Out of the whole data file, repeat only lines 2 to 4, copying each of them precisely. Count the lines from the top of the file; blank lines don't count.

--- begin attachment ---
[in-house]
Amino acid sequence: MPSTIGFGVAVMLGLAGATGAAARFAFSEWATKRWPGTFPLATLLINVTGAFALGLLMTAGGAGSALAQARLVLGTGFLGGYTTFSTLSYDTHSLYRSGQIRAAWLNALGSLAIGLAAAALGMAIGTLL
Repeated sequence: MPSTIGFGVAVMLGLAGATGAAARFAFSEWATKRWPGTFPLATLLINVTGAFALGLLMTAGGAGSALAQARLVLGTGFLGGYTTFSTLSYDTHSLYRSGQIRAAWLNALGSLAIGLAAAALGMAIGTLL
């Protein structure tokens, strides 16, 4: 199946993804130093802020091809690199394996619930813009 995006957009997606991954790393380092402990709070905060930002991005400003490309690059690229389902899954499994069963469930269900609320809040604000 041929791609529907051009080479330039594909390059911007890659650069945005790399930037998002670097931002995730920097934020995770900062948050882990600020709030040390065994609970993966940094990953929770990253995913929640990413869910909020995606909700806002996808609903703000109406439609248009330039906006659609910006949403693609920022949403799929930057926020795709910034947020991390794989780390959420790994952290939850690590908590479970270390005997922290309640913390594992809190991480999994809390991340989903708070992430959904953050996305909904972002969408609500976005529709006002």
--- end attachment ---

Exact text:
Amino acid sequence: MPSTIGFGVAVMLGLAGATGAAARFAFSEWATKRWPGTFPLATLLINVTGAFALGLLMTAGGAGSALAQARLVLGTGFLGGYTTFSTLSYDTHSLYRSGQIRAAWLNALGSLAIGLAAAALGMAIGTLL
Repeated sequence: MPSTIGFGVAVMLGLAGATGAAARFAFSEWATKRWPGTFPLATLLINVTGAFALGLLMTAGGAGSALAQARLVLGTGFLGGYTTFSTLSYDTHSLYRSGQIRAAWLNALGSLAIGLAAAALGMAIGTLL
């Protein structure tokens, strides 16, 4: 199946993804130093802020091809690199394996619930813009 995006957009997606991954790393380092402990709070905060930002991005400003490309690059690229389902899954499994069963469930269900609320809040604000 041929791609529907051009080479330039594909390059911007890659650069945005790399930037998002670097931002995730920097934020995770900062948050882990600020709030040390065994609970993966940094990953929770990253995913929640990413869910909020995606909700806002996808609903703000109406439609248009330039906006659609910006949403693609920022949403799929930057926020795709910034947020991390794989780390959420790994952290939850690590908590479970270390005997922290309640913390594992809190991480999994809390991340989903708070992430959904953050996305909904972002969408609500976005529709006002």